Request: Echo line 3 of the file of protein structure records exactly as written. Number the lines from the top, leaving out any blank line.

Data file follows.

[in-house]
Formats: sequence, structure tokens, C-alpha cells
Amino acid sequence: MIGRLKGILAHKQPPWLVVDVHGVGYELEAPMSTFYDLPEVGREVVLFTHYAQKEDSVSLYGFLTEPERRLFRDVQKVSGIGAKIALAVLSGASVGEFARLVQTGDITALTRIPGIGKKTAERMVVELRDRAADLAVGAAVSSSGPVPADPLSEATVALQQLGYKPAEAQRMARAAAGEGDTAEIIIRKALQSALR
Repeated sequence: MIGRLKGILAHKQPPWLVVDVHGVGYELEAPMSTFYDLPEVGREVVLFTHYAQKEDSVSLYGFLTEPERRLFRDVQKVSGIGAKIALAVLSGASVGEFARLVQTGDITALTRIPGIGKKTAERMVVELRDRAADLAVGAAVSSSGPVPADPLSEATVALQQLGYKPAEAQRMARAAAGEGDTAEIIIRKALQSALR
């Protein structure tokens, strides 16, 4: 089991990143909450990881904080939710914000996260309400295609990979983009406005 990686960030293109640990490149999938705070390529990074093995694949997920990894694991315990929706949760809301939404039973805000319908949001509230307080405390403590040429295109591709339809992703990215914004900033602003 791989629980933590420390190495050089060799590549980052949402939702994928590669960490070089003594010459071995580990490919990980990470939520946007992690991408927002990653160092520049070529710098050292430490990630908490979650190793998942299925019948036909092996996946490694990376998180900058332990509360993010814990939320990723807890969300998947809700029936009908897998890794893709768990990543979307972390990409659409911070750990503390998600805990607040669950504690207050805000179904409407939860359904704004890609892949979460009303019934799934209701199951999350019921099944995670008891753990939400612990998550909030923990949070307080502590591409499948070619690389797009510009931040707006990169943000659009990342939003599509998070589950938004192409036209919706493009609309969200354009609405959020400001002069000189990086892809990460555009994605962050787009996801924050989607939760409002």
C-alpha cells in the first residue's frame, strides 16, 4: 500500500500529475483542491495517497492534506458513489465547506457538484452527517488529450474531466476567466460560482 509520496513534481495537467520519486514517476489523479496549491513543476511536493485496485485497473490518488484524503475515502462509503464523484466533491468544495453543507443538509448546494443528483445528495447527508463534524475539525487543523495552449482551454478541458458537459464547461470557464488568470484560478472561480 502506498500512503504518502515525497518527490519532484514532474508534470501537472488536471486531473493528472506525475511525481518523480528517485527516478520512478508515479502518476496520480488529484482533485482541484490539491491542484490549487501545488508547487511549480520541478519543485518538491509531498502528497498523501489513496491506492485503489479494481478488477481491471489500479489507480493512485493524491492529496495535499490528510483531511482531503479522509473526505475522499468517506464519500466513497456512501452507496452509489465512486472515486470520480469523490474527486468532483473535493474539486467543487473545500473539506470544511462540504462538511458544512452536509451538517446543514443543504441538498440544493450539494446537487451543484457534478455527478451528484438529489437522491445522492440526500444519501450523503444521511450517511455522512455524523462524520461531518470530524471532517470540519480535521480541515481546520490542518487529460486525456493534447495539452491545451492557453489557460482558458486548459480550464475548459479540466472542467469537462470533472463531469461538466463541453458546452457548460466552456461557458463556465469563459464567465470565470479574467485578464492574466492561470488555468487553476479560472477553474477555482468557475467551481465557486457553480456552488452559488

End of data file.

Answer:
Amino acid sequence: MIGRLKGILAHKQPPWLVVDVHGVGYELEAPMSTFYDLPEVGREVVLFTHYAQKEDSVSLYGFLTEPERRLFRDVQKVSGIGAKIALAVLSGASVGEFARLVQTGDITALTRIPGIGKKTAERMVVELRDRAADLAVGAAVSSSGPVPADPLSEATVALQQLGYKPAEAQRMARAAAGEGDTAEIIIRKALQSALR